Yvette-Marie Margaillan (Tucson, 2020) was quoted in a KGUN9 article about how Tucson’s open-air markets have helped her Tucson Tea business grow.
David Martinez (Phoenix, 2011) is now the director of community engagement for Vitalyst Health Foundation.
Kell Palguta (Prescott Valley, 2019) was quoted in an ABC15 news story regarding an online petition to allow street racers to use the Yavapai County Sheriff’s Office facilities.
Jill Pernice (Phoenix, 2020) is now the deputy assistant director of operations for the state procurement office at Arizona Department of Administration.
Sam Richard (Phoenix, 2017) was quoted on FOX10 about the economic impact of marijuana sales in Arizona.
Jessica Rigler (Chandler, 2019) was quoted in a Cronkite News article regarding Embry Health’s plans to address the recent increase in COVID-19 testing numbers at their various testing sites.
Raquel Terán (Phoenix, 2018) was quoted in a KJZZ article regarding a push for immigration reform in the budget reconciliation bill.
Christine Thompson (Phoenix, 2017) was interviewed for a KJZZ podcast about the impact of the pandemic on in-person learning.
Janelle Wood (Phoenix, 2013) was quoted in an azfamily article about micro-schools her organization, The Black Mothers Forum, has started throughout the Valley.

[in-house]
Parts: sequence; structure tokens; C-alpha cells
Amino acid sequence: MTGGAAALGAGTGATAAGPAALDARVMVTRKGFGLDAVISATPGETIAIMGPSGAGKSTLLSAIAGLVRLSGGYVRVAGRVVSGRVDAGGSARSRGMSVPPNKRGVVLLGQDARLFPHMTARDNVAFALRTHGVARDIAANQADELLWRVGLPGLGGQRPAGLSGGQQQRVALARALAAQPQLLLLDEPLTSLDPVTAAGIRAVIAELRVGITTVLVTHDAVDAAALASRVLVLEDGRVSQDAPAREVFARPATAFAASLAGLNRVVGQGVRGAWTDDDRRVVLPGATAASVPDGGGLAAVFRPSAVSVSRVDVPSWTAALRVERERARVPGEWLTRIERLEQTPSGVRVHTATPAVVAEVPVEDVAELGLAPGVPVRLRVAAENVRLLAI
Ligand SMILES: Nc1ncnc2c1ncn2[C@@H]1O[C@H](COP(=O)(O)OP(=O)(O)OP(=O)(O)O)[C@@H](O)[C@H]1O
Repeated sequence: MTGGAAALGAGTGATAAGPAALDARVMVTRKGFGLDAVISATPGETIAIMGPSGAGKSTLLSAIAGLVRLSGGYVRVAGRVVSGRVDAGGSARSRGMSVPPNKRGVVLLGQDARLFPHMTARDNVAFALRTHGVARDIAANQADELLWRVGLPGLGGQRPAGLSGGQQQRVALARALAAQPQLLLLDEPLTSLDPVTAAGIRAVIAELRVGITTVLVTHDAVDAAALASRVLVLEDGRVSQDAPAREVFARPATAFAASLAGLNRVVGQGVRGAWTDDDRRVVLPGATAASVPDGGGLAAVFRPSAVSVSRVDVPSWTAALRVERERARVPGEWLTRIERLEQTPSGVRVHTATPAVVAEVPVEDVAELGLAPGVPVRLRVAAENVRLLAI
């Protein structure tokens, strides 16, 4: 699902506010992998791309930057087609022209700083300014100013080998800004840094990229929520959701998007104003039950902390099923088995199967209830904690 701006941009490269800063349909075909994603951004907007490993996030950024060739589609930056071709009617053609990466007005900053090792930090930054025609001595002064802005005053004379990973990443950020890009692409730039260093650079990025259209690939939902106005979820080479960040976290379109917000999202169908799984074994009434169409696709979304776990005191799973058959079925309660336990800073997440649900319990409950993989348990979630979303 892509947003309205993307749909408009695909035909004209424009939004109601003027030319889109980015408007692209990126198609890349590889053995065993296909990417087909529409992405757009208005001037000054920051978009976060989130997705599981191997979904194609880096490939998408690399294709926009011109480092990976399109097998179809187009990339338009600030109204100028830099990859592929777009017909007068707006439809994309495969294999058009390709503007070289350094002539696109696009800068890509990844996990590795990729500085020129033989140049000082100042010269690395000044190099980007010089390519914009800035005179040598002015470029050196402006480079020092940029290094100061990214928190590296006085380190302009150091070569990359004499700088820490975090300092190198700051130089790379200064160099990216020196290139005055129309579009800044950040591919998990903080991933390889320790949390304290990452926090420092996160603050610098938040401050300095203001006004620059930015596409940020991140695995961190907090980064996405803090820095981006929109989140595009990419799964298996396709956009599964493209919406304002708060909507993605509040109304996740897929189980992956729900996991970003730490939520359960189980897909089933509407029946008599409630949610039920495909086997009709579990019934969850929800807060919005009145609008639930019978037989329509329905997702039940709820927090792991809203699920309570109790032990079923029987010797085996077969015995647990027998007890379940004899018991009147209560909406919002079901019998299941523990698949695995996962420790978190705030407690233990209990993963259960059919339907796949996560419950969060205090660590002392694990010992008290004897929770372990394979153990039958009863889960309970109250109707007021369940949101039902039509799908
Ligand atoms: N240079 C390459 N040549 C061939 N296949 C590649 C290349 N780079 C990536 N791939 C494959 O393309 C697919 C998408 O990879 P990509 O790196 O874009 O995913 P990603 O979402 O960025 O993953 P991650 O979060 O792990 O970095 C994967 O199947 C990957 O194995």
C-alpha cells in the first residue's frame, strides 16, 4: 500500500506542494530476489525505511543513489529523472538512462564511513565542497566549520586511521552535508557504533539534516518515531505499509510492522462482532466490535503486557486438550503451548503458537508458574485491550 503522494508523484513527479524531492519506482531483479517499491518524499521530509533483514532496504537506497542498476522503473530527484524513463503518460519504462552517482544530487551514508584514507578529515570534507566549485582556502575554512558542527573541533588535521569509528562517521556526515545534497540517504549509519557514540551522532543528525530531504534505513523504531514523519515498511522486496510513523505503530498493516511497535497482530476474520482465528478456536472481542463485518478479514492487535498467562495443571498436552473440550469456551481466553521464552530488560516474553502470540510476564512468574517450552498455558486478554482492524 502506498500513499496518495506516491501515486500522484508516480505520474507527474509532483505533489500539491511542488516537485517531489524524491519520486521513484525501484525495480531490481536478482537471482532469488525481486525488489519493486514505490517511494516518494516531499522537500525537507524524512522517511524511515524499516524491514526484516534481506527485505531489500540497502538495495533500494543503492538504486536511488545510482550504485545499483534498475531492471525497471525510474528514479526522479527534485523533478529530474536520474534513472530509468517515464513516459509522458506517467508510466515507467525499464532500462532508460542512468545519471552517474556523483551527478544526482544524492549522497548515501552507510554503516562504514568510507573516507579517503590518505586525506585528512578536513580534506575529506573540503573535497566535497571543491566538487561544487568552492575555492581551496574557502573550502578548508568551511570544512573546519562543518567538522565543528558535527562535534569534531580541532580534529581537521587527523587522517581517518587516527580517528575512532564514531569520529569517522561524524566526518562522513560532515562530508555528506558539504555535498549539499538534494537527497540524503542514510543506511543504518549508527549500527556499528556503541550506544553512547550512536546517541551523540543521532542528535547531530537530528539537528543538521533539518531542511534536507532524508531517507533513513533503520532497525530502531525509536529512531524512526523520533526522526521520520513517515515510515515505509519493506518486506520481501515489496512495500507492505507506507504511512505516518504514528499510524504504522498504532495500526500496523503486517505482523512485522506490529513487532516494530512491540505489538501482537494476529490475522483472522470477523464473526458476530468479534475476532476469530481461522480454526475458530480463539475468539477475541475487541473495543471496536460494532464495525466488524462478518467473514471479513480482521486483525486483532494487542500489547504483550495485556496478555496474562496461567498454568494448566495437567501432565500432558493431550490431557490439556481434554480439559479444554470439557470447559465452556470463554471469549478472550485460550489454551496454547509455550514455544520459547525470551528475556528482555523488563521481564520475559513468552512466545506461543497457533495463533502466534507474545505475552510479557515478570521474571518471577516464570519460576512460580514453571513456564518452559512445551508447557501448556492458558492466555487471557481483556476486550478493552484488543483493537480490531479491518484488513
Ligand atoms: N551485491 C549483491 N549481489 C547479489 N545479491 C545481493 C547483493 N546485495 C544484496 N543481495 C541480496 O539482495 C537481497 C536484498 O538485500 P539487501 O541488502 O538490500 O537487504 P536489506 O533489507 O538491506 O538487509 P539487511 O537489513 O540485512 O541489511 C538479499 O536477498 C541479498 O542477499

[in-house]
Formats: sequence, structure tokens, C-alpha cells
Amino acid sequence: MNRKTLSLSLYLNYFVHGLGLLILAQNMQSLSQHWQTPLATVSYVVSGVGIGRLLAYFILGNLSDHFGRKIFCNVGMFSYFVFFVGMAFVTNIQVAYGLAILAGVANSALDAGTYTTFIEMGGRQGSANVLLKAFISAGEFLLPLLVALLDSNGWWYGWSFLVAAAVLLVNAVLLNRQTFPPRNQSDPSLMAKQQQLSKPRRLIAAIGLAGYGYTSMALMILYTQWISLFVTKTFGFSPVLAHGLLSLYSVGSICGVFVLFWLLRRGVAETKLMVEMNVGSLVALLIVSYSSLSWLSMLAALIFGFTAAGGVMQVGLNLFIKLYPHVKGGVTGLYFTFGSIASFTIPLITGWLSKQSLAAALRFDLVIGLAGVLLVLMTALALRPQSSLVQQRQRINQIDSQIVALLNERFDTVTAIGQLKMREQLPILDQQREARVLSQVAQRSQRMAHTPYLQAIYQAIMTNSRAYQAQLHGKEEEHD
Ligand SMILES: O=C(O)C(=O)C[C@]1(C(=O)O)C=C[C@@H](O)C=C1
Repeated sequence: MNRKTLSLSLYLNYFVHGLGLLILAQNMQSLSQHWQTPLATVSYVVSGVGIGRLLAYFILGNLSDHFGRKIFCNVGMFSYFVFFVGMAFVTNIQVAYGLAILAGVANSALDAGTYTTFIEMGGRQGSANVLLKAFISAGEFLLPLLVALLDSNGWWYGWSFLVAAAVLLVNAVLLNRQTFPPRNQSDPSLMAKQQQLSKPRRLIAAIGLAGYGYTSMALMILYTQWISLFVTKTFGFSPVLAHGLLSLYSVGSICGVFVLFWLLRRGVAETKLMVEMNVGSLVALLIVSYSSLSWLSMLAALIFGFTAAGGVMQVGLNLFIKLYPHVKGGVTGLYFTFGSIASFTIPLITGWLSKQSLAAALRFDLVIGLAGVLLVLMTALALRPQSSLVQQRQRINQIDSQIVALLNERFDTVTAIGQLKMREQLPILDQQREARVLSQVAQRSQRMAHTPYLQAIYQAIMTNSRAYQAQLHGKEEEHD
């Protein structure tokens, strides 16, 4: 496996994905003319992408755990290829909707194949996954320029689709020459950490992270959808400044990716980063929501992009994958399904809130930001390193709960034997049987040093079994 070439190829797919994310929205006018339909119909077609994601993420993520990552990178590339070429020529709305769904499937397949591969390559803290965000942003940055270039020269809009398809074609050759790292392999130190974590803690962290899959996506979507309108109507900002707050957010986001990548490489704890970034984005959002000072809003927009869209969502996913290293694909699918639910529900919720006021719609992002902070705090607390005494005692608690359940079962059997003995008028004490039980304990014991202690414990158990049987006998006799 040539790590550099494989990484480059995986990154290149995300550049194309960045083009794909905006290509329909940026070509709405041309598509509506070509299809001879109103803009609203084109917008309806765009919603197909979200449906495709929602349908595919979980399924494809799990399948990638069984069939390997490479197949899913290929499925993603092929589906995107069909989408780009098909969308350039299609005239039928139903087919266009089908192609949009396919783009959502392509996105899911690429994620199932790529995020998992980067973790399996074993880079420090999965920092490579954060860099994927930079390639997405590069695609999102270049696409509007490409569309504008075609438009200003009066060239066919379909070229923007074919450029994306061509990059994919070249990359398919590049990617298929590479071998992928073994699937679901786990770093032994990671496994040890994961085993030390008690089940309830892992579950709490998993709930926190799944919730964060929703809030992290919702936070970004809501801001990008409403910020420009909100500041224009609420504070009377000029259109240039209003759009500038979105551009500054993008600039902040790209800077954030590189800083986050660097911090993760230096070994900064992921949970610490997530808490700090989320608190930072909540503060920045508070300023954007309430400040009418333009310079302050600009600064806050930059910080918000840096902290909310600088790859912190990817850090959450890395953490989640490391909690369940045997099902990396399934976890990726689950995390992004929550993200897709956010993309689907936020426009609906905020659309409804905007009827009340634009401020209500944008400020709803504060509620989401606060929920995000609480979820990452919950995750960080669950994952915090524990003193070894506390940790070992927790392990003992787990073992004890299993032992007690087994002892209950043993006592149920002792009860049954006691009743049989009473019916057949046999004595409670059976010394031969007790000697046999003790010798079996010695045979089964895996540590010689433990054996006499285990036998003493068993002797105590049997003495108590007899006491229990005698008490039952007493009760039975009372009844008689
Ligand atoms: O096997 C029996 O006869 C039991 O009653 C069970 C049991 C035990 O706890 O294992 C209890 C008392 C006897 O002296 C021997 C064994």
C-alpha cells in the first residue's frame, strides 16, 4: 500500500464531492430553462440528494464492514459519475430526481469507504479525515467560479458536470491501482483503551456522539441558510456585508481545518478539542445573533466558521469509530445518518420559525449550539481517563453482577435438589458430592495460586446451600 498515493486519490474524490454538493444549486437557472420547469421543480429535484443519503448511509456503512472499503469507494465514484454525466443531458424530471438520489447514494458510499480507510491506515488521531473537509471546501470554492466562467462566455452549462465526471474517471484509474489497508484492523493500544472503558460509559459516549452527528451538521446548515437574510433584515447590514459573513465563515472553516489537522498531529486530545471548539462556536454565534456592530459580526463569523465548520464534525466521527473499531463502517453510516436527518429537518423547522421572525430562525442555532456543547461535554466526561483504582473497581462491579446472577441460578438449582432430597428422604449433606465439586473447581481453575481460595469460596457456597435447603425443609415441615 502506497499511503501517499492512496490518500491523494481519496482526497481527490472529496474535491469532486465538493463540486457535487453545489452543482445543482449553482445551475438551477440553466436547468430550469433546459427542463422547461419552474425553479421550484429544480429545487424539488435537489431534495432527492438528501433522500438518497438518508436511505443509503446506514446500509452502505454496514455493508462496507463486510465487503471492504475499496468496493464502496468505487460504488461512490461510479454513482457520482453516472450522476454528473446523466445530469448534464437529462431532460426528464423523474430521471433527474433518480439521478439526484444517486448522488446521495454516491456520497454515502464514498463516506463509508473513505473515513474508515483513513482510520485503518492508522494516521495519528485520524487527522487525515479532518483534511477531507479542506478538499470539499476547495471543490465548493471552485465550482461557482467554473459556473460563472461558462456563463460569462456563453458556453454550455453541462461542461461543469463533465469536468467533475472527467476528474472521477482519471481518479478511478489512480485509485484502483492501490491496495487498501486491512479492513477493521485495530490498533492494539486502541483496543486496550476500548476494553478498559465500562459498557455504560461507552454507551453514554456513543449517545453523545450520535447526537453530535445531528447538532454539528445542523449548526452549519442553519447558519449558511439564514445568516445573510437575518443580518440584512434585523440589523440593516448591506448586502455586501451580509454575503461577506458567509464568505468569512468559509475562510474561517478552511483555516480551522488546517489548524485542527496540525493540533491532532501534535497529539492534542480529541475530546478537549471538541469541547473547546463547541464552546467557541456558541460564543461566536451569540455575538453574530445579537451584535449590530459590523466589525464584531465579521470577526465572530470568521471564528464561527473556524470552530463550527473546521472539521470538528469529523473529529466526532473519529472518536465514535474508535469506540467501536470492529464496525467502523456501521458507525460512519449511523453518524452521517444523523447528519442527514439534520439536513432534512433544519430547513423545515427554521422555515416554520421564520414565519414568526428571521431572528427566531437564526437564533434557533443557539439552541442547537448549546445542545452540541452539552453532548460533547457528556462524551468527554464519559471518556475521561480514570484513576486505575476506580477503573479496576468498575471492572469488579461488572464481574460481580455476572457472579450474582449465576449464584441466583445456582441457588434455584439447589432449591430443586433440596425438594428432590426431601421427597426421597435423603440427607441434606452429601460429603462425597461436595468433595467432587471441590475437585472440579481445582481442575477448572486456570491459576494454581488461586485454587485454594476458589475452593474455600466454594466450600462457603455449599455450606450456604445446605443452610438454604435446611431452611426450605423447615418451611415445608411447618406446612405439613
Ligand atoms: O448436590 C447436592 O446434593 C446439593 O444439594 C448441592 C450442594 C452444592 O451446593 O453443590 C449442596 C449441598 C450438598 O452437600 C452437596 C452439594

Career and Professional Opportunities
Arizona Food Bank Network is hiring for a vice president of finance and human resources to oversee financial management and perform human resource functions.
Arizona Grantmakers Forum is seeking an operations manager to manage daily administrative and logistical tasks.
The Center for the Future of Arizona is looking for a director of strategic marketing and communications to oversee strategic digital, print, and broadcast communications.
Great Hearts Academies is seeking an academy financial analyst III to oversee the financial analysis team and provide financial guidance.
Local First Arizona is hiring for a small business resource manager to provide support and technical assistance to Arizona small businesses.
Vitalyst Health Foundation is looking for a director of strategic communications to develop communications and messaging.
Events & Conferences
The Civic Education and Community Engagement (CE2) program is hosting Civics Celebration Week 2021 September 17-24.
Arizona Town Hall is hosting a virtual session, Cross-Border Connecting: “Consuls of Mexico in Arizona,” on September 23.
The 2021 Arizona Humanities Virtual Hands-On Humanities Awards ceremony will be livestreamed on September 25.
The 2021 National Forum on Criminal Justice will be held virtually on Thursdays in October.
The town of Superior’s State of the Town Address will be held October 7 at Besich Park.
The 2021 Governor’s Celebration of Innovation Awards (GCOI) will be held on October 13 at the Phoenix Convention Center.
Registration is now open for the Women Leading Government 2021 Conference. The conference will be held October 28-29 at the Phoenix Convention Center.
The Arizona Housing Coalition is hosting its annual conference, The Power of We, on April 12-13, 2022, at the Mesa Convention Center.
The Live Well Arizona Incubator is accepting applications from teams interested in collaboration to address health and well-being in their community.
Did you miss a previous CivEx? Now you can find webinar recordings on our website. View past events.